Mentions: In the conditioning experiment, the overall population showed a preference for the orange odor (mean = 0.59, t57 = 3.95, p < 0.001). Flies that previously experienced Apple as aversive/Orange as palatable (A-/O) were more likely to choose orange than flies exposed to the opposite contingency (O-/A) (t56 = 2.24, p = 0.029; Fig. 3A). The population showed a significant learning score (t28 = 2.88, p = 0.007; Fig. 3B).

Bottom Line: Compared to previous methods, this procedure reduces the environmental noise and allows for the analysis of large population samples.Consistent with previous results, we show that flies have a preference for orange vs. apple odor.We propose this large-scale method as an effective tool for E&R and genome-wide association studies on olfactory preferences and learning.

View Article: PubMed Central - HTML - PubMed

Affiliation: Institut für Populationsgenetik , Vetmeduni, Vienna , Austria ; Center for Mind/Brain Sciences, University of Trento , Rovereto , Italy.

ABSTRACT
In the Evolve and Resequence method (E&R), experimental evolution and genomics are combined to investigate evolutionary dynamics and the genotype-phenotype link. As other genomic approaches, this methods requires many replicates with large population sizes, which imposes severe restrictions on the analysis of behavioral phenotypes. Aiming to use E&R for investigating the evolution of behavior in Drosophila, we have developed a simple and effective method to assess spontaneous olfactory preferences and learning in large samples of fruit flies using a T-maze. We tested this procedure on (a) a large wild-caught population and (b) 11 isofemale lines of Drosophila melanogaster. Compared to previous methods, this procedure reduces the environmental noise and allows for the analysis of large population samples. Consistent with previous results, we show that flies have a preference for orange vs. apple odor. With our procedure wild-derived flies exhibit olfactory learning in the absence of previous laboratory selection. Furthermore, we find genetic differences in the olfactory learning with relatively high heritability. We propose this large-scale method as an effective tool for E&R and genome-wide association studies on olfactory preferences and learning.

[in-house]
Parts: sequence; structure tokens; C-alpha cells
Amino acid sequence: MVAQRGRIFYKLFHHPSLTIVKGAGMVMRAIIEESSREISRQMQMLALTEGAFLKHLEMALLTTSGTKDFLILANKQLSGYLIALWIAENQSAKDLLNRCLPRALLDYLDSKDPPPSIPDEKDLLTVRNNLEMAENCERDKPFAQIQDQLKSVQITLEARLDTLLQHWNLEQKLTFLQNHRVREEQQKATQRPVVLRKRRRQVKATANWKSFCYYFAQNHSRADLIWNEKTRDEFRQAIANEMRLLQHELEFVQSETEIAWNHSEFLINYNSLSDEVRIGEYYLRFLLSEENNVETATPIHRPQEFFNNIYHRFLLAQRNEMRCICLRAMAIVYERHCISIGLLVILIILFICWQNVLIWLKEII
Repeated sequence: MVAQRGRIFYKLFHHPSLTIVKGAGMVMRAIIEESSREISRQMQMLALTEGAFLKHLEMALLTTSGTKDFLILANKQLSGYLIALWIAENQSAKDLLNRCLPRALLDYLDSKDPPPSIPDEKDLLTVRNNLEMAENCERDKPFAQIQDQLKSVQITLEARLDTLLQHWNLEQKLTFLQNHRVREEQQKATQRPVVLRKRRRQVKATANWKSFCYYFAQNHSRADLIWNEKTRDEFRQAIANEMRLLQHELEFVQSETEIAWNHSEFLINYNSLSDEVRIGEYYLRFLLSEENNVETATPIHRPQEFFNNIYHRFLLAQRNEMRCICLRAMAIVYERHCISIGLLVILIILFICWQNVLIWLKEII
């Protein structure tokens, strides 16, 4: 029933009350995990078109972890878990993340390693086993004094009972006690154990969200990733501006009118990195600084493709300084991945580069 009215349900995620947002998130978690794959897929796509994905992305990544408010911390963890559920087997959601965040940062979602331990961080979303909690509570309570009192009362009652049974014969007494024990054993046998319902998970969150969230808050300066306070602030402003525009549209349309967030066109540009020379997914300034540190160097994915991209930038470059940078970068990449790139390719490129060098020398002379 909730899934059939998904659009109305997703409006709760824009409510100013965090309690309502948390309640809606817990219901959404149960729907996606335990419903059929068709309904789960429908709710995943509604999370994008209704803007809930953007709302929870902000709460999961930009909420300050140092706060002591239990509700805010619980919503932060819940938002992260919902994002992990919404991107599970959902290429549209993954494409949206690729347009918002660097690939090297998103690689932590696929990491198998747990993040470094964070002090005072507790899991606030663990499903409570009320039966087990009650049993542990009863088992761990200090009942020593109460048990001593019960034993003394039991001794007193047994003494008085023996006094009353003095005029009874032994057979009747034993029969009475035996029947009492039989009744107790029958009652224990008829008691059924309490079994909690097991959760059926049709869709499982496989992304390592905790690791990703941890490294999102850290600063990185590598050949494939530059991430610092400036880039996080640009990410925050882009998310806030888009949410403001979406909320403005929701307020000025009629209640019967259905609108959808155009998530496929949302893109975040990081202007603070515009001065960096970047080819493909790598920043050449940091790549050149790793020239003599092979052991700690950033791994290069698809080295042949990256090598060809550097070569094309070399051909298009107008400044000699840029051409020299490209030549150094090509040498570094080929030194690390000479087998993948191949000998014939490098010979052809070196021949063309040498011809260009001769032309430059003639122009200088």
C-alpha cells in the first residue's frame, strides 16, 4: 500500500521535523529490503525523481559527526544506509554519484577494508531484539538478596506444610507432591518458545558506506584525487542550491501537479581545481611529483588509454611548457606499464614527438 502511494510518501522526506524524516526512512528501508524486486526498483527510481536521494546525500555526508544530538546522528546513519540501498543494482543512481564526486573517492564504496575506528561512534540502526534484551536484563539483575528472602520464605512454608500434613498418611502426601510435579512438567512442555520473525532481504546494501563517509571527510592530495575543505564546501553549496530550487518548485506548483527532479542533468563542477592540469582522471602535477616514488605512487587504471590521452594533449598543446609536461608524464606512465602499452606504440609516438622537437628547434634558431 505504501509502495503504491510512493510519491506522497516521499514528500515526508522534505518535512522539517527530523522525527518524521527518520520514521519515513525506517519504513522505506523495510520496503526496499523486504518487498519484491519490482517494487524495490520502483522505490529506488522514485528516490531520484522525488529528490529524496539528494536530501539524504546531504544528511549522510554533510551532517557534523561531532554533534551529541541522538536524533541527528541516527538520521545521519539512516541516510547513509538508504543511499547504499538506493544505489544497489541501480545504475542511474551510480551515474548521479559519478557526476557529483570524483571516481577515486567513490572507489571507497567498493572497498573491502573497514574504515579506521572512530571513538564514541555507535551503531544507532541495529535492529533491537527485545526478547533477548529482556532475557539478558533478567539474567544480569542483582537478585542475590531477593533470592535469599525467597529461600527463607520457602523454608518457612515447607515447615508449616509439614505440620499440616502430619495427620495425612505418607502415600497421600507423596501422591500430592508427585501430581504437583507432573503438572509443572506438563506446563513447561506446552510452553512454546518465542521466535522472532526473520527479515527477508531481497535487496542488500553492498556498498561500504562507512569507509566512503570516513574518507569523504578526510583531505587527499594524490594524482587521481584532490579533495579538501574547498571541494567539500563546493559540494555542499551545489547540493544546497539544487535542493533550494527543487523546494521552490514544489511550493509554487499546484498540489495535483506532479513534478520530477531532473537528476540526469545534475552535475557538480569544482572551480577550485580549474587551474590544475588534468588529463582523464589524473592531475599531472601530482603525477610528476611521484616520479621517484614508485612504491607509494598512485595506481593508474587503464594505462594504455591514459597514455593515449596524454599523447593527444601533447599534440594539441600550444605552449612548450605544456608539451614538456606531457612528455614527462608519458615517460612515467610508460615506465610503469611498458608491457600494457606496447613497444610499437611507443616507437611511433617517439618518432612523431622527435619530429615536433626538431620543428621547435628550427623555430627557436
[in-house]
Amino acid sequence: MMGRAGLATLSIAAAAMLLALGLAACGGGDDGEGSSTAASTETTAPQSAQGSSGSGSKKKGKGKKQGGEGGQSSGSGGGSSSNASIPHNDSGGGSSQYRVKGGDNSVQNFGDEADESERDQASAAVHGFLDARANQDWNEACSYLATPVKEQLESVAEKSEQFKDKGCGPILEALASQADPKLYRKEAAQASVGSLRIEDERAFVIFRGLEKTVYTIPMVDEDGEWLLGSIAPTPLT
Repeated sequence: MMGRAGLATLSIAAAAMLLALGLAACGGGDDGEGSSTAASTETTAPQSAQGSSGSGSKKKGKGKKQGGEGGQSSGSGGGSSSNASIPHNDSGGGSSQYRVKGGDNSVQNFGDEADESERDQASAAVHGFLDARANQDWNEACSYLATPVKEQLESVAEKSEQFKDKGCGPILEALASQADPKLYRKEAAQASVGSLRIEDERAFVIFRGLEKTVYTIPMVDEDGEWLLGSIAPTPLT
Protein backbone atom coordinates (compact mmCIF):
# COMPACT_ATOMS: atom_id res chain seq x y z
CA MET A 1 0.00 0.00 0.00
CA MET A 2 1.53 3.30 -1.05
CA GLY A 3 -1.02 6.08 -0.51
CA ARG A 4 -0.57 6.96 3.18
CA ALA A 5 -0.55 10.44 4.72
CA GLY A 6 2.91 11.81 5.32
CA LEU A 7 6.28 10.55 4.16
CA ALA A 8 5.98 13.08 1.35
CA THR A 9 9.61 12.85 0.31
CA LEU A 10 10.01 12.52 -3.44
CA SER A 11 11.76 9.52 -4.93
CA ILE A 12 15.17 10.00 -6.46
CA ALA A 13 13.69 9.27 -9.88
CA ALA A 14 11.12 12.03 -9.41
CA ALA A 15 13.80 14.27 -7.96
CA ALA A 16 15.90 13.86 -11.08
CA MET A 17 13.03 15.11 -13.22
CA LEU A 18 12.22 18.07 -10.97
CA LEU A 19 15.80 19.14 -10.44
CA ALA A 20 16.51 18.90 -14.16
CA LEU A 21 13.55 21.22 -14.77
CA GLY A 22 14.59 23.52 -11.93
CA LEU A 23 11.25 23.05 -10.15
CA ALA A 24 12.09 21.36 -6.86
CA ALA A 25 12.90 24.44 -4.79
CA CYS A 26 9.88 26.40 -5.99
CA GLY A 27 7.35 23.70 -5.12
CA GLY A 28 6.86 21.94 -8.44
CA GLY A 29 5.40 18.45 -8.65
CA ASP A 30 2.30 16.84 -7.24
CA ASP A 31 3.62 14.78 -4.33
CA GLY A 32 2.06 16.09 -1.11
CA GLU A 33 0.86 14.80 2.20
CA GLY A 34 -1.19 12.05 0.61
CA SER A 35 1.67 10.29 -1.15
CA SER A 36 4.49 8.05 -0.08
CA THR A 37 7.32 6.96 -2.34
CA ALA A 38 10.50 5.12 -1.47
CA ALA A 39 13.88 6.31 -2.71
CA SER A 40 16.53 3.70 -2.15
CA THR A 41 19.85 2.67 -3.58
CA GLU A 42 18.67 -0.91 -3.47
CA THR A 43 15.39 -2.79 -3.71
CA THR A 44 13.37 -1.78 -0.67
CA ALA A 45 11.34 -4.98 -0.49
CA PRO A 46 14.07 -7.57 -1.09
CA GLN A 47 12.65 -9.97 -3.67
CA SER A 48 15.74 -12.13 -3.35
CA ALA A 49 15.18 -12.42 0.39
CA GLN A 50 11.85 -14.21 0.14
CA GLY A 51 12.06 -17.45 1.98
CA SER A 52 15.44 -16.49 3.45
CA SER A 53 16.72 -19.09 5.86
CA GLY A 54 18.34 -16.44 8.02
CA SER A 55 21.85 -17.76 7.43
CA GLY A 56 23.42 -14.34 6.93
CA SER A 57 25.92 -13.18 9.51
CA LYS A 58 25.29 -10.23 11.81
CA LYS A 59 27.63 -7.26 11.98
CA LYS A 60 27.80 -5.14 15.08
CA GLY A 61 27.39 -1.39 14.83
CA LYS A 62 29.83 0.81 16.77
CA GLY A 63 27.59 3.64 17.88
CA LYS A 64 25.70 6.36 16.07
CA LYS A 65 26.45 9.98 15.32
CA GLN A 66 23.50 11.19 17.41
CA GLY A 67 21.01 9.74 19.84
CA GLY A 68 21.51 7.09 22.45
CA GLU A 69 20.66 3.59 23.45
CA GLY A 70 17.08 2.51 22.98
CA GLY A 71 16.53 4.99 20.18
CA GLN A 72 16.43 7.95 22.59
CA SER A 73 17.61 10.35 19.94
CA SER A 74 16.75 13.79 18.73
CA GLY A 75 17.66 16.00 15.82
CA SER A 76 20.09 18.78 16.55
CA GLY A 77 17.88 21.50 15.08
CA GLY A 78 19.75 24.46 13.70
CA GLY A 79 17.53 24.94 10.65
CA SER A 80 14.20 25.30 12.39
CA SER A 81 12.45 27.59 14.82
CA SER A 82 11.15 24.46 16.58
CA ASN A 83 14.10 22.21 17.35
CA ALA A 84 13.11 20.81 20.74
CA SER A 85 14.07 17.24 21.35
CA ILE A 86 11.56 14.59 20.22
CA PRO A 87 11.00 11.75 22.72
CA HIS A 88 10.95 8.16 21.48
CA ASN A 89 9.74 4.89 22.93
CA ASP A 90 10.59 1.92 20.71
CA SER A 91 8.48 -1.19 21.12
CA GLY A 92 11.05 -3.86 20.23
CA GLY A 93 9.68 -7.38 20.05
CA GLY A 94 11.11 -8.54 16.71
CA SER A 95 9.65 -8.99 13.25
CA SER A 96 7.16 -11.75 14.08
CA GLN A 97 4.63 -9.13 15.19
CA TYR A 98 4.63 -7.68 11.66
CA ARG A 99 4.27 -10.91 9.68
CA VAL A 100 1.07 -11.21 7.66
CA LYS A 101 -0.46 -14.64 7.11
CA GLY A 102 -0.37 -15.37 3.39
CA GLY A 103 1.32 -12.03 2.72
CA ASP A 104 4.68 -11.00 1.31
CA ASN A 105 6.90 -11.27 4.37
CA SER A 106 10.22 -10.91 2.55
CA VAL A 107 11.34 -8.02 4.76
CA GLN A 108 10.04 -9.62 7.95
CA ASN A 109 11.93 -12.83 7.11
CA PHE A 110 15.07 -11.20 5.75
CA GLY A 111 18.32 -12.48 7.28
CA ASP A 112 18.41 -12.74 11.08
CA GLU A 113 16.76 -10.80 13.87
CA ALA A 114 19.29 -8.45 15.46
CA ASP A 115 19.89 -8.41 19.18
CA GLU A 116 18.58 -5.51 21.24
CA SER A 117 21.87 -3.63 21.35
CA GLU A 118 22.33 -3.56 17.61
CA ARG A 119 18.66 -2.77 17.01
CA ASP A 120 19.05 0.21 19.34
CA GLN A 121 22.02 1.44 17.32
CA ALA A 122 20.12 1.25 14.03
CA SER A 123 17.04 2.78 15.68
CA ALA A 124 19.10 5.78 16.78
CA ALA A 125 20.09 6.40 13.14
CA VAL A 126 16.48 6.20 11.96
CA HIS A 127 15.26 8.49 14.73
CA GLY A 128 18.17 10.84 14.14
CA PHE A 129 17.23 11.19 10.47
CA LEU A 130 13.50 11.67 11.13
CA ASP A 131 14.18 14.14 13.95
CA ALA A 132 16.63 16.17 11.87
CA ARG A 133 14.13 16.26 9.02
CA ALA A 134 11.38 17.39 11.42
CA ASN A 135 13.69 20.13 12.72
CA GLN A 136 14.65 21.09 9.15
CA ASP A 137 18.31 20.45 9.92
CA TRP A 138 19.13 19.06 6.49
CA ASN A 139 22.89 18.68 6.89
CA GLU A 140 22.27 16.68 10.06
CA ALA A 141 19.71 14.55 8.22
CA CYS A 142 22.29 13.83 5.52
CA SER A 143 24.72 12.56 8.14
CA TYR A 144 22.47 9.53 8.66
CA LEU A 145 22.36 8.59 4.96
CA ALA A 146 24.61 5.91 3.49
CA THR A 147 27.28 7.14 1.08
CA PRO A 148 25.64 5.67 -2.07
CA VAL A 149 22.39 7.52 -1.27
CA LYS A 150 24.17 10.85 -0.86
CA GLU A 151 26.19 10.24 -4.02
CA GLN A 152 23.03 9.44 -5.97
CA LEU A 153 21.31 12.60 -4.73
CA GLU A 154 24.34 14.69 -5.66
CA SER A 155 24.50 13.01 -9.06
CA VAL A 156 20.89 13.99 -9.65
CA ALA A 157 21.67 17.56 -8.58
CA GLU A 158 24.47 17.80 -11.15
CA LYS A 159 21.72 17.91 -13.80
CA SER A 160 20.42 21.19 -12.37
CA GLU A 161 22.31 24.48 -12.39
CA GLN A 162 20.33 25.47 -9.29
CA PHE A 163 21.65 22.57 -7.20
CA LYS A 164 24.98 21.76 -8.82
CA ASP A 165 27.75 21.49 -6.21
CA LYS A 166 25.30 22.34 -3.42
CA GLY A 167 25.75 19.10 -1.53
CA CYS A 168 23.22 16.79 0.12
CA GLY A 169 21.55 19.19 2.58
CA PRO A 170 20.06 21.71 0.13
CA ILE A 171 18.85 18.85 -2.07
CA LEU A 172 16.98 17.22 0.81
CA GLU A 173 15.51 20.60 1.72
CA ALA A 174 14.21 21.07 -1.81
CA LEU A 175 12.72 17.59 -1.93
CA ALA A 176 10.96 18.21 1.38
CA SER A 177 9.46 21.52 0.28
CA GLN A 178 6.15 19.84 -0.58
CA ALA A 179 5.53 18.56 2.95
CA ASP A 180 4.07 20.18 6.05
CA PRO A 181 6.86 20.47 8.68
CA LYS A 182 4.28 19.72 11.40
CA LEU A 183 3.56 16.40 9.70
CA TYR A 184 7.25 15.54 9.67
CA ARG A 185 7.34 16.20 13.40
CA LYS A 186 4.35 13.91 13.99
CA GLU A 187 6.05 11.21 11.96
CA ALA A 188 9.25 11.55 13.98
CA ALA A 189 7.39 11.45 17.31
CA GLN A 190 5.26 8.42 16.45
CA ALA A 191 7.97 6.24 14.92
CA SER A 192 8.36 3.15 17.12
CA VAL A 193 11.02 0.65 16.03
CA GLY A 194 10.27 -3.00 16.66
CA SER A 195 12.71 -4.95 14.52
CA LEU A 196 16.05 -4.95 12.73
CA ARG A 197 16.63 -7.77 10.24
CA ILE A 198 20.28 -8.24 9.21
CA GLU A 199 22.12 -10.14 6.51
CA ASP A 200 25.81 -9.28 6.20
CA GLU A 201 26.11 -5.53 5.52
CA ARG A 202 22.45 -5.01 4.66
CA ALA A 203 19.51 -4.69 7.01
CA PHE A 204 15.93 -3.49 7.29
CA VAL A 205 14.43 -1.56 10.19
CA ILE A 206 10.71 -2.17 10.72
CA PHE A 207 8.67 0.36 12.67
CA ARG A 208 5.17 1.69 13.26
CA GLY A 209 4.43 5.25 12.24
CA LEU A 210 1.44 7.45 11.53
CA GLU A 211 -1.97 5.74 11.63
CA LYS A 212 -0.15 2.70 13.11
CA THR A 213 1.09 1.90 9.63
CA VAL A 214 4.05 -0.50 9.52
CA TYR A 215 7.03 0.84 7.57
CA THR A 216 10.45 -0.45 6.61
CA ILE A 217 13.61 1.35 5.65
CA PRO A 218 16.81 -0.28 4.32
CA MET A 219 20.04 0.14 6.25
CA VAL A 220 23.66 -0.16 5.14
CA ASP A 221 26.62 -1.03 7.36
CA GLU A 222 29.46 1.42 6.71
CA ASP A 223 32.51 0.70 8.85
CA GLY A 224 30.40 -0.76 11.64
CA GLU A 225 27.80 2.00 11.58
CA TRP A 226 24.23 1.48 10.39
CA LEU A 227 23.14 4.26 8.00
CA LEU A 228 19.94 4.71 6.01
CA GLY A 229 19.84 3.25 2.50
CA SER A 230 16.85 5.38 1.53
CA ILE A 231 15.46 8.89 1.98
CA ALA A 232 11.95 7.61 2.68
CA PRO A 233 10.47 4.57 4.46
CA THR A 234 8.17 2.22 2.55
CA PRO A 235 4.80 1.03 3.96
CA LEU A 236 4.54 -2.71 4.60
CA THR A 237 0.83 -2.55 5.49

No MeSH data available.


Related in: MedlinePlus